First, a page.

In his dissertation (published on his blog yesterday), anthropologist Alex Golub challenges popular notions on indigenous peoples, mining and globalisation. He has done research in a region that has gone through major transformations and fulfills every stereotype going "from the stone age to the jet age". Now, the third largest gold mine in the world resides in the once remote valley. Golubs dissertation is about the relationship between the Porgera gold mine and the Ipili-speaking people on whose land the mine is located.
His findings are very interesting and challenge stereotypes among both the general public, political activists and anthropologists. For example, indigenous people are not always "victims of economic globalisation":
While many would expect the intersection of a world-class gold mine and a relatively naïve indigenous people to result in a ‘fatal impact’ (Moorehead 1966), in fact the Ipili have been very successful at
extracting concessions from the mine and government.
[P]reconceptions of the Ipili as ecologically noble savages (Buege 1996) trampled on and degraded by global capitalism do not capture the complexity of Porgera’s politics.
[The Ipili] have actually became "one of the most active and successful fourth world people in the world today in terms of pressing claims against the state and transnational capitalism.
Another interesting point: Golub thinks that Papua New Guineans are much further along the road to understanding how "globalization" works than most anthropologists and that anthropologists have more to learn from them than they from us:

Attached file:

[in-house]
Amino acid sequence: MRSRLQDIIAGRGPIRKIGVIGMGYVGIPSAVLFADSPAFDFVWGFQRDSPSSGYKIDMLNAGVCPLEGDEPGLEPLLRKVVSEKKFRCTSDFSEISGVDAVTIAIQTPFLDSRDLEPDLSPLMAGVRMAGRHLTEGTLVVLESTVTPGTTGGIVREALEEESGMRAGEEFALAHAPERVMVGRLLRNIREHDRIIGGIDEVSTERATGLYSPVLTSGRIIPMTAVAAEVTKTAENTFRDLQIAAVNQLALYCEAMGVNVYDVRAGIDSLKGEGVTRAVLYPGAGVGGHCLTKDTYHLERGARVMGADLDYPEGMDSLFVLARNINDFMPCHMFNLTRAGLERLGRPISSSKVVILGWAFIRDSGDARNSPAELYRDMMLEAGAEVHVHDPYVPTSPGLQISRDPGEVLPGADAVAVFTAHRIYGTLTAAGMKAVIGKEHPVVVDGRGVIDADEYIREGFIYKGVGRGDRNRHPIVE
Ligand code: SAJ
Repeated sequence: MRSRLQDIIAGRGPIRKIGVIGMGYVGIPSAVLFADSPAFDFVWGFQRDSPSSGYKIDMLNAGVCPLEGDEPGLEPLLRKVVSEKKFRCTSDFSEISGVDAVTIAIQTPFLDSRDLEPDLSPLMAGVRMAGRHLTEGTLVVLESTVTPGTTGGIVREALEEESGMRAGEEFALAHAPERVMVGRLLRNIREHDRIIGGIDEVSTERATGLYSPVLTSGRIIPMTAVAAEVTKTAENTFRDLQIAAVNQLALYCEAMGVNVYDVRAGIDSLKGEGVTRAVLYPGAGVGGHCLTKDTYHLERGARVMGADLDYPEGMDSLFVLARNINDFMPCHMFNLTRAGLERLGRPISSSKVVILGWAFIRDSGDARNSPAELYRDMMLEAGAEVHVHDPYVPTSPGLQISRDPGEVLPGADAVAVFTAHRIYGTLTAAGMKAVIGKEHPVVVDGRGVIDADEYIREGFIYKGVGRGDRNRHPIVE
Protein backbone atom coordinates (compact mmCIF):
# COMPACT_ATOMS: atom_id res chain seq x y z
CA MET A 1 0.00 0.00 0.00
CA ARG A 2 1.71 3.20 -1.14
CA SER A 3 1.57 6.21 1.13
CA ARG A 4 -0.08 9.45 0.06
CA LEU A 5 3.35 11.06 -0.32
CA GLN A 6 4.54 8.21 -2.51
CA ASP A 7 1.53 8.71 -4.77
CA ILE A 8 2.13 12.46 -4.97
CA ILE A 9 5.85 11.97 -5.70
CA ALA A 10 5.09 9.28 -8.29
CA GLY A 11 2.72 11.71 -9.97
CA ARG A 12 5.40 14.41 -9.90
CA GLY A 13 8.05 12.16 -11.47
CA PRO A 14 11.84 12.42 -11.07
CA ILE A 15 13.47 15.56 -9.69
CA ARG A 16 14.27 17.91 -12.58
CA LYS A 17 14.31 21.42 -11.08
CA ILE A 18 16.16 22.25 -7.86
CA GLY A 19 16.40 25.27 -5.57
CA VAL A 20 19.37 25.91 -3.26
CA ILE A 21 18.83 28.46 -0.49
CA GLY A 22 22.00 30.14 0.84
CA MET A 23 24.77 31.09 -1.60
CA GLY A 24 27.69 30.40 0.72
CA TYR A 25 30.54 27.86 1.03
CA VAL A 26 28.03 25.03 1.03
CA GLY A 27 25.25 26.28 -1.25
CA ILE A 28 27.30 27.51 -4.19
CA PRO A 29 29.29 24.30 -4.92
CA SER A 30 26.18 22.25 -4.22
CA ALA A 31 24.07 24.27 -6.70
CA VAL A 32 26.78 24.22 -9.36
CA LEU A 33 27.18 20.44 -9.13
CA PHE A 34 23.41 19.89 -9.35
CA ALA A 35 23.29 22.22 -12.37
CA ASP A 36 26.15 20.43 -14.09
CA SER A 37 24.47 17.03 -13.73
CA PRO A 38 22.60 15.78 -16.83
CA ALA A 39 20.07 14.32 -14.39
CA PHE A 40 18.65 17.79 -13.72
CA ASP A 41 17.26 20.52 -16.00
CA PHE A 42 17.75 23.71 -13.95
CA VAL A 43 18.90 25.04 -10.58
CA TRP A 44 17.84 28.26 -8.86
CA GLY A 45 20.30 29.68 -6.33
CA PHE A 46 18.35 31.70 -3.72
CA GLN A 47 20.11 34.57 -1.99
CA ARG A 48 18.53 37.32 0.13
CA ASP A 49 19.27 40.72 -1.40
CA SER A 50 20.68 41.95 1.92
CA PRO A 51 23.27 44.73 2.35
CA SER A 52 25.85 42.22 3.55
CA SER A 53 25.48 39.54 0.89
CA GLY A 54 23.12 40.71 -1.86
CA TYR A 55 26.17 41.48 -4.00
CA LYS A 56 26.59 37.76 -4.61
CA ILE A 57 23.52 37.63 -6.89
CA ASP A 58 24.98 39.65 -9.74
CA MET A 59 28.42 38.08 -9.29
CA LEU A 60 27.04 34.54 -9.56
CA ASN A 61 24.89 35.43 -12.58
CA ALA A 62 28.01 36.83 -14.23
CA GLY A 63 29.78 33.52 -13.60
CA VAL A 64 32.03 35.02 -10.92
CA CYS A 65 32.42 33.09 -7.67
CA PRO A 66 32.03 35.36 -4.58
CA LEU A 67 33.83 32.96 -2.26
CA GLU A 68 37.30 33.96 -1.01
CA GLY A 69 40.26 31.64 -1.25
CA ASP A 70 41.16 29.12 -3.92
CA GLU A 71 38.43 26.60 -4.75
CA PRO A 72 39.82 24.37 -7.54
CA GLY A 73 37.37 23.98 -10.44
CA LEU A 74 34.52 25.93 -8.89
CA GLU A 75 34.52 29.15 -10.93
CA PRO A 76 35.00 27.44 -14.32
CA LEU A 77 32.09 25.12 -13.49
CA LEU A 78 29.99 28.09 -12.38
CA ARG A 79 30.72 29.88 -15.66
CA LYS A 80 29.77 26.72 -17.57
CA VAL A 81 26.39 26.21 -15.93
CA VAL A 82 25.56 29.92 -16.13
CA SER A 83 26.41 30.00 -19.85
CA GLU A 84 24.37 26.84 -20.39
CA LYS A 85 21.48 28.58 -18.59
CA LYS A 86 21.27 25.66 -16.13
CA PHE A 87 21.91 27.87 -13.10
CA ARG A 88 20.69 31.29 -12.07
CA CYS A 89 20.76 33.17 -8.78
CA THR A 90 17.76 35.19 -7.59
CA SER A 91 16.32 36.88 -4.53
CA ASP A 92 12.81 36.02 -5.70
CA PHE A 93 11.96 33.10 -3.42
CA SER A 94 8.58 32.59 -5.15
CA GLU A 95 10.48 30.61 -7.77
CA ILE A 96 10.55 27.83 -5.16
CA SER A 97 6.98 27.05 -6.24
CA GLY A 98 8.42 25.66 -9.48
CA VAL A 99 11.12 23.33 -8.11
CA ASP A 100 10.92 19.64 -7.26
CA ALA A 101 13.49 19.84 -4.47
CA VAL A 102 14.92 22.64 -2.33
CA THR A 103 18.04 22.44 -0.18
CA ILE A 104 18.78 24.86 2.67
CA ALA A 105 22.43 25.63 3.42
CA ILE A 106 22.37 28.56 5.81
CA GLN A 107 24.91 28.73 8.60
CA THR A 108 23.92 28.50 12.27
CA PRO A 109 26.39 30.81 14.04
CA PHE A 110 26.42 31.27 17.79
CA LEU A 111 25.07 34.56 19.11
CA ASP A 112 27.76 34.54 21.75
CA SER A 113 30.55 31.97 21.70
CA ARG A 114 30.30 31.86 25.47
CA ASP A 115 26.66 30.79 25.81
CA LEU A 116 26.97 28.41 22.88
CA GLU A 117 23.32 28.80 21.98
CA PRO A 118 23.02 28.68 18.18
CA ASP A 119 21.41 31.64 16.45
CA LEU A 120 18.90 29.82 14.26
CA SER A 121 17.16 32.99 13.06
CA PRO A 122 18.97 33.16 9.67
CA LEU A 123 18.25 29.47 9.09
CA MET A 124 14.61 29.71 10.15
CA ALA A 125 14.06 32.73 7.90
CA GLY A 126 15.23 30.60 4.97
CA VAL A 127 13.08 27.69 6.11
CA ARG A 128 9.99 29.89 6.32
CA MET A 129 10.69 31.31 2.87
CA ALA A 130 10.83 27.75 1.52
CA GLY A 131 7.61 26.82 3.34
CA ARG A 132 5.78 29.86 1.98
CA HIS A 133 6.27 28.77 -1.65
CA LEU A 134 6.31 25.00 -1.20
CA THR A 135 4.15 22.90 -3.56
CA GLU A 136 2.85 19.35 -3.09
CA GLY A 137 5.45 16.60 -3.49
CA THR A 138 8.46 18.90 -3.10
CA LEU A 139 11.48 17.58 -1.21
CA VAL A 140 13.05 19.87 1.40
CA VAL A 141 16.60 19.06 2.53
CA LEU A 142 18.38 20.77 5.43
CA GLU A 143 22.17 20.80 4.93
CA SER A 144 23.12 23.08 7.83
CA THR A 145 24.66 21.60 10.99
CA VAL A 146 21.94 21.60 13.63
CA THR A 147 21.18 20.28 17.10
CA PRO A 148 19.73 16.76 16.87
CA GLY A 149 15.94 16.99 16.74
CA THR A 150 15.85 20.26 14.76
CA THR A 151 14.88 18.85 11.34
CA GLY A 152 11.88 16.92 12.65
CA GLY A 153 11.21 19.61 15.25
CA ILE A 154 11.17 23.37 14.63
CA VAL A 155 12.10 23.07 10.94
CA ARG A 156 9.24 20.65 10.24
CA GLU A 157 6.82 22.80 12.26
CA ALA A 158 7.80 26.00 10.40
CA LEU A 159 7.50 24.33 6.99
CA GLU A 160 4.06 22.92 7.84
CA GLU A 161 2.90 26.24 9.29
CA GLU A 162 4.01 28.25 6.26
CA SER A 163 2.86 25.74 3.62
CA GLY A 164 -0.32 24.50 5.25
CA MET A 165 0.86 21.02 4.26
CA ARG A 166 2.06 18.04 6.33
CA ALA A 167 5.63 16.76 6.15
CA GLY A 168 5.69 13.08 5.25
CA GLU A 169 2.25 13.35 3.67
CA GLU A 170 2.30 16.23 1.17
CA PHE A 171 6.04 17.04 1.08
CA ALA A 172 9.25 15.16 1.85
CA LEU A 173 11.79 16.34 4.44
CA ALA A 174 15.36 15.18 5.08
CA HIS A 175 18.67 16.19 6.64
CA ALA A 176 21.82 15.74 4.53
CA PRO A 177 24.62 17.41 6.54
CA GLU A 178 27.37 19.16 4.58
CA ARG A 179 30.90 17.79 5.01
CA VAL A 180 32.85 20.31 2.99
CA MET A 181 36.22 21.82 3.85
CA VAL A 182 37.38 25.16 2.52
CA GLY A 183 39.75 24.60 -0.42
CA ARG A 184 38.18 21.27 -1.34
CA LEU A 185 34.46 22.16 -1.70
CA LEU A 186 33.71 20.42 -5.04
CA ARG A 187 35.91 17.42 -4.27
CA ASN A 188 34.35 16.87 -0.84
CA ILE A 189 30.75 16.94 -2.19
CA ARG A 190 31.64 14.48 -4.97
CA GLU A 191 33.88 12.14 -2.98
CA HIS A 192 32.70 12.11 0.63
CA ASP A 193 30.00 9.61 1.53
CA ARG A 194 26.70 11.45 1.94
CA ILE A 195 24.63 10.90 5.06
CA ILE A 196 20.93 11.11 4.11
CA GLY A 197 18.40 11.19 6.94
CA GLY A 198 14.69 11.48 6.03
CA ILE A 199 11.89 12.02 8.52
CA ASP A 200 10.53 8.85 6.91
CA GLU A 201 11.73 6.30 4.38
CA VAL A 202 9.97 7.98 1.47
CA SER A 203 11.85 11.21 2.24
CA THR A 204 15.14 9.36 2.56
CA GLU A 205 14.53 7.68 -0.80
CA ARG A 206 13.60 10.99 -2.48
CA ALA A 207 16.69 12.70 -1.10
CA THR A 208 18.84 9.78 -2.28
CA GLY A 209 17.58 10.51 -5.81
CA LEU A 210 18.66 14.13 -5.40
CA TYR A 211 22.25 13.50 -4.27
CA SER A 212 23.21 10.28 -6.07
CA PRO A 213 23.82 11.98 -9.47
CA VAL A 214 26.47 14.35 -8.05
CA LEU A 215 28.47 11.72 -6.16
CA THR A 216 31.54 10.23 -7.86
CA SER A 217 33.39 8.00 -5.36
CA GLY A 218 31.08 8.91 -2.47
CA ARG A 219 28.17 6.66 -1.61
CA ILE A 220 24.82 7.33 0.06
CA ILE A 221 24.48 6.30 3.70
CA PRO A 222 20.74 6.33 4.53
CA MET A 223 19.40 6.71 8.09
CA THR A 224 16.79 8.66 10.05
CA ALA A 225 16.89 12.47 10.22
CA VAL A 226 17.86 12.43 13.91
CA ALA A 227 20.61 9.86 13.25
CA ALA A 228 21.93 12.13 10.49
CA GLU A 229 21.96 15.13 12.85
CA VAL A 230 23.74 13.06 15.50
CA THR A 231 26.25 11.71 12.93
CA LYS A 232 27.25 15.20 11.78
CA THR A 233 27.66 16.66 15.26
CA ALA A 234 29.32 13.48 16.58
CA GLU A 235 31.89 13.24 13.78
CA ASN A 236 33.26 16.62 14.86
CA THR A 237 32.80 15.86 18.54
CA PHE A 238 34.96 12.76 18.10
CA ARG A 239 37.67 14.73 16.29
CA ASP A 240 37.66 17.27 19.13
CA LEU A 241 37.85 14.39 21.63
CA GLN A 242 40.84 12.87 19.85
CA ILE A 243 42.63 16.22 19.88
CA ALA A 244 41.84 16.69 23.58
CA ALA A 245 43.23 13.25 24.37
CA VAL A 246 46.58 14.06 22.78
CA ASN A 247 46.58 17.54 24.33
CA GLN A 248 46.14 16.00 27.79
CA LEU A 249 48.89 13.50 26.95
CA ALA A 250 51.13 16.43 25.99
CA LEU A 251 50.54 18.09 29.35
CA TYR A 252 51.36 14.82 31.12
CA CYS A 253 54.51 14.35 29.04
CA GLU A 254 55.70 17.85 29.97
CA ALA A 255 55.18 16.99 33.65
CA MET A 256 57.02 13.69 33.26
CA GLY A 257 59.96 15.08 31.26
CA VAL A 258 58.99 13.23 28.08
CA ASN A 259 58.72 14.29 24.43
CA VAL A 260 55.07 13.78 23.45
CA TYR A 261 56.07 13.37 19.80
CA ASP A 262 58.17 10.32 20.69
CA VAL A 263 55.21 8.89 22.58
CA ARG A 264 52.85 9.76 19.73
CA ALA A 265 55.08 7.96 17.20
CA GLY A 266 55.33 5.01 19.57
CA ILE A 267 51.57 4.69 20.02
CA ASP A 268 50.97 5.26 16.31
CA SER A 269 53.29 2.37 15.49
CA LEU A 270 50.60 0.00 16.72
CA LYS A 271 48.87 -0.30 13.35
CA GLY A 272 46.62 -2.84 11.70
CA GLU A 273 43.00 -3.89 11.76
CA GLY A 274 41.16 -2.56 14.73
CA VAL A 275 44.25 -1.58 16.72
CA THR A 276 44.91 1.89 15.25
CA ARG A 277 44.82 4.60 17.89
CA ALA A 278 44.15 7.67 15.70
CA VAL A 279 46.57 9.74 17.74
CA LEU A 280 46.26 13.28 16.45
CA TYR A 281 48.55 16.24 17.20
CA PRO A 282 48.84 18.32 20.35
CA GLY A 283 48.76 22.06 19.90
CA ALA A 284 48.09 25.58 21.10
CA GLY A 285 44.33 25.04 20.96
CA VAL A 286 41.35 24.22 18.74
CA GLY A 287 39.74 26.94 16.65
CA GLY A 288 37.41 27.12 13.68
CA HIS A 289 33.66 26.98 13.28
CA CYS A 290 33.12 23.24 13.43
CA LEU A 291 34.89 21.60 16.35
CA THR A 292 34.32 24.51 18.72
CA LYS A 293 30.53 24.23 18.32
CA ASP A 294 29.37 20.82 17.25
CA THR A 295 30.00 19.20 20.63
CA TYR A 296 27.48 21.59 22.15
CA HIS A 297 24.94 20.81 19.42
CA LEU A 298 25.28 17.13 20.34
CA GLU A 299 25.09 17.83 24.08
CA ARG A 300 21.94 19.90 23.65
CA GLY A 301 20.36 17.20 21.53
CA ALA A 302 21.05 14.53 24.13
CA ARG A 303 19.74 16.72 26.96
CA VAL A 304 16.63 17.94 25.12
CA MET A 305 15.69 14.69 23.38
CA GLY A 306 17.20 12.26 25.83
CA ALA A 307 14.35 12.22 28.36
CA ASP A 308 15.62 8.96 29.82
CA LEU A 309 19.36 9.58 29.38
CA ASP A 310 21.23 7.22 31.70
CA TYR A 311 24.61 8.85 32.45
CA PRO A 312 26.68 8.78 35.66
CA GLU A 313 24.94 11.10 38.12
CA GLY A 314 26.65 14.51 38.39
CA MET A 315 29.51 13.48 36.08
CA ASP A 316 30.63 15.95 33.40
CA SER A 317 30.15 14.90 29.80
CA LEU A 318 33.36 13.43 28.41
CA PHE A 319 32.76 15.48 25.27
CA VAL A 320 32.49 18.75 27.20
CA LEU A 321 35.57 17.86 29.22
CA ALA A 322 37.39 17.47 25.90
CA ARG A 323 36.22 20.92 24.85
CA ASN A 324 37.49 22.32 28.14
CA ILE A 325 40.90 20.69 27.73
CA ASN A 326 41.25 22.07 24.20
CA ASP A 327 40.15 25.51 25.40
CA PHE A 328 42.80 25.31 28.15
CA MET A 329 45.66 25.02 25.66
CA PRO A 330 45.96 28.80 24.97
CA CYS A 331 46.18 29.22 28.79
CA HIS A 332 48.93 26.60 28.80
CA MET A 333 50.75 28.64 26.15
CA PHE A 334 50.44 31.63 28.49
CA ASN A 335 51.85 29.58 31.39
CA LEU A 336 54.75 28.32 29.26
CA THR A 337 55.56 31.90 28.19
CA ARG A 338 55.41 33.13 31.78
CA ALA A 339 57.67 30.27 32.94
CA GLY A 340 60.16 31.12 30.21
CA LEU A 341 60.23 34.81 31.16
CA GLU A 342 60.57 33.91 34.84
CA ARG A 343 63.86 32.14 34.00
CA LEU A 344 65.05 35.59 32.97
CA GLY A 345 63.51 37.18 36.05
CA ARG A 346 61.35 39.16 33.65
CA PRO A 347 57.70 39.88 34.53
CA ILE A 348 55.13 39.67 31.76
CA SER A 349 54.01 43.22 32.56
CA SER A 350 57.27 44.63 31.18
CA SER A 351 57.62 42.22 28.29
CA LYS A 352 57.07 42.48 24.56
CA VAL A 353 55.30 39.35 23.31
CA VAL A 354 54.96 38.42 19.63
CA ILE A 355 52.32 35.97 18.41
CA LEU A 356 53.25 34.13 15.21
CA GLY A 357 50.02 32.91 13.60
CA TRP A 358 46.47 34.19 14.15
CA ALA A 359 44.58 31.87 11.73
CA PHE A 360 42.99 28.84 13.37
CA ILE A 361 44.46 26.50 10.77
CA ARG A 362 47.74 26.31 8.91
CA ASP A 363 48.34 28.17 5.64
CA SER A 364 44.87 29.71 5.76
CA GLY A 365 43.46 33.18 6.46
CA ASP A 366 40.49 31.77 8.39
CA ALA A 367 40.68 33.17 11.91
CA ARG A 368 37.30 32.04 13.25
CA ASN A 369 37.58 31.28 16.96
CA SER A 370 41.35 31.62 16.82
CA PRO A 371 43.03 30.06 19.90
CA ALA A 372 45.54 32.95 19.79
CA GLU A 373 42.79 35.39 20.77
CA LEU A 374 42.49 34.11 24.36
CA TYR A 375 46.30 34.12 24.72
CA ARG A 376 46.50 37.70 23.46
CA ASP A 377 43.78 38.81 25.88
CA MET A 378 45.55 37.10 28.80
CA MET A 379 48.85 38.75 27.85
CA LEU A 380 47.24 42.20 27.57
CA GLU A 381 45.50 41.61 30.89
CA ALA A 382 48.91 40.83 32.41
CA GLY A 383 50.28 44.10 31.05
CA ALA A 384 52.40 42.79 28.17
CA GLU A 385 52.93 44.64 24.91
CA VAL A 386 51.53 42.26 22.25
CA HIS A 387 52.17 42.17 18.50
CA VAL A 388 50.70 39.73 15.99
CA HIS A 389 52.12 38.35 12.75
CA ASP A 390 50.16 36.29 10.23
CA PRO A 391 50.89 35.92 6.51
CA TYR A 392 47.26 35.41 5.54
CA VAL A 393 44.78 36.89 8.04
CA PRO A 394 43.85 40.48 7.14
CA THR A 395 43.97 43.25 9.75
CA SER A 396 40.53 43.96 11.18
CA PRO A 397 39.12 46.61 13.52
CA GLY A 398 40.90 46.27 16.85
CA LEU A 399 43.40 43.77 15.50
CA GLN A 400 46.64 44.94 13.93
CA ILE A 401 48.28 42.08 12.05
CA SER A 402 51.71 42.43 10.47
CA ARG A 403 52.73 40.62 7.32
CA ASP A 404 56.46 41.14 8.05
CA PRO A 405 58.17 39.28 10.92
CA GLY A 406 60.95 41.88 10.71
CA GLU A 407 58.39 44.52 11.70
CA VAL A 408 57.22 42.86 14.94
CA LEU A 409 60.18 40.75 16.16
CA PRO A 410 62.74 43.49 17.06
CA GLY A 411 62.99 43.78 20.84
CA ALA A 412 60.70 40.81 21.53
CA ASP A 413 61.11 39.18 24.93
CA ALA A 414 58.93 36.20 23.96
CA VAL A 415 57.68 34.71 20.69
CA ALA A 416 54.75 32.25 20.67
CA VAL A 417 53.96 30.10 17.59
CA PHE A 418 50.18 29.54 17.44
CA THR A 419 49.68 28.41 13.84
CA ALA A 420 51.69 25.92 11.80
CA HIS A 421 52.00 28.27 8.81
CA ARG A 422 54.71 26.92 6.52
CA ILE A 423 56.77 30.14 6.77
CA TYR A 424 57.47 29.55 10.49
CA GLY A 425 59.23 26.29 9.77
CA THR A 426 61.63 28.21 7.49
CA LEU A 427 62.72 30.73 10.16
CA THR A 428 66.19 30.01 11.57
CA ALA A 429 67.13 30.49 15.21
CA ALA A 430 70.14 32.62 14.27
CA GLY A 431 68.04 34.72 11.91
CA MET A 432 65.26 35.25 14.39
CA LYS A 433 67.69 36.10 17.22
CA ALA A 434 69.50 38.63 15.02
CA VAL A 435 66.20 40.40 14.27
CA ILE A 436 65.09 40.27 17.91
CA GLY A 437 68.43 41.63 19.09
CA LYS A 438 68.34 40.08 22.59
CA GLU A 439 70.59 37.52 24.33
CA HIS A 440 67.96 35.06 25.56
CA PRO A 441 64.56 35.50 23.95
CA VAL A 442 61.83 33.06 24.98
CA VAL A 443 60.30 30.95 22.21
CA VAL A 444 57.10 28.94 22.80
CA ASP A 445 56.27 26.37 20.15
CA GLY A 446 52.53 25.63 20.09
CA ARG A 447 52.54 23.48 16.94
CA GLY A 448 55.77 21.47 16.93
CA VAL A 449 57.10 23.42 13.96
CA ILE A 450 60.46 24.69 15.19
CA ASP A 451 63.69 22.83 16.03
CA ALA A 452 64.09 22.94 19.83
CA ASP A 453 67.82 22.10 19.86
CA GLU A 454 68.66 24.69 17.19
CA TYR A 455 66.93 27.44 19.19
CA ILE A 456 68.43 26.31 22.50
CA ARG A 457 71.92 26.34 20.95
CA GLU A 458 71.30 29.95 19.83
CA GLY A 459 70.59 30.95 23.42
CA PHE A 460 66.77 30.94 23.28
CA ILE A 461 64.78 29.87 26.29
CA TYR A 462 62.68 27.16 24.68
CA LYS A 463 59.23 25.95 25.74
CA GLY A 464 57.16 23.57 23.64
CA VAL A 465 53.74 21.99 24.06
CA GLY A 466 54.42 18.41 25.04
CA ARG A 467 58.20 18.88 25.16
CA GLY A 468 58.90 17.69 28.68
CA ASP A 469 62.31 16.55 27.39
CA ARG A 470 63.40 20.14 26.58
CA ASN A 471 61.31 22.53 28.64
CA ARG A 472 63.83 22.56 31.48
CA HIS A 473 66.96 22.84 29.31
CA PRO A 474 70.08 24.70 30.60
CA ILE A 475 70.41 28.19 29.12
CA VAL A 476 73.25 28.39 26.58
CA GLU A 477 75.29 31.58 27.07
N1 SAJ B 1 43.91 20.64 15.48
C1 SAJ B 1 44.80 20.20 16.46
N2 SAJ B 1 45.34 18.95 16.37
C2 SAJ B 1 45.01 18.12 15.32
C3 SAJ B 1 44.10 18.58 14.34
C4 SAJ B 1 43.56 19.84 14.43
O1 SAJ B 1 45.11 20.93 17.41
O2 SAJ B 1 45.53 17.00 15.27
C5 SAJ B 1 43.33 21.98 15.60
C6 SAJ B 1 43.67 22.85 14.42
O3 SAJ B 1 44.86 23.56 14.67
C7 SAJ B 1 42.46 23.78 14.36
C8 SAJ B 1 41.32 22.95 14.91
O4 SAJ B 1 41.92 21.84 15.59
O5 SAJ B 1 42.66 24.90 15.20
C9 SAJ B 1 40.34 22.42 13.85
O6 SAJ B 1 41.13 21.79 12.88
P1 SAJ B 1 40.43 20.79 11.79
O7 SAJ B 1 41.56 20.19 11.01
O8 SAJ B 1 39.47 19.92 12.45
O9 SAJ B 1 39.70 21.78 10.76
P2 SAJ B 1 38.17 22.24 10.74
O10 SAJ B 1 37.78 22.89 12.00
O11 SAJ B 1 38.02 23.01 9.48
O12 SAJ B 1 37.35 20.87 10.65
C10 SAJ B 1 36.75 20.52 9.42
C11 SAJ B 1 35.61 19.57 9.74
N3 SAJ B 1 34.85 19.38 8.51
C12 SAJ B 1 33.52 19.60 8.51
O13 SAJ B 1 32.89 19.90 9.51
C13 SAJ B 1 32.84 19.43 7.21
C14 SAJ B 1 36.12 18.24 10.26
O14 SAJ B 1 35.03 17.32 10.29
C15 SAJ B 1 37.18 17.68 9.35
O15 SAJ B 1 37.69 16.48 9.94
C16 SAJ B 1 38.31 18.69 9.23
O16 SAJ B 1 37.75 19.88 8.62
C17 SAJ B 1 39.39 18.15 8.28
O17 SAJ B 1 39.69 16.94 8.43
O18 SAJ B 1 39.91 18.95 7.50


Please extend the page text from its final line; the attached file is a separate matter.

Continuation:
Where we see a dizzying flow of transnational entities and fractal, hybrid postmodern geographies, they see ‘Harry.’ Could it be we have something to learn from them rather than the other way around? ‘Landowners’ ability to sniff out the small knot of people behind stories of globalization is an incisive analytic move from which anthropologists who study “globalization” could learn.
Alex Golub goes an writing that studying globalization would require a very particular kind of academic discipline:
A discipline which delivers a richly detailed account of the lifeways of a small network of people as it is actually lived. A discipline attentive to the stories these people tell of themselves without uncritically accepting them as true. A discipline willing to recognize its entanglement in their lives without lapsing into either epistemological paralysis or the easy lie of a comfortable objectivity. In a world where our discipline is beset with doubts about its relevance, ethics, and epistemology, it may be that an anthropology which seeks to make itself feasible may have more to learn from Papua New Guineans than the other way around.
PS: I have just started reading the 436 pages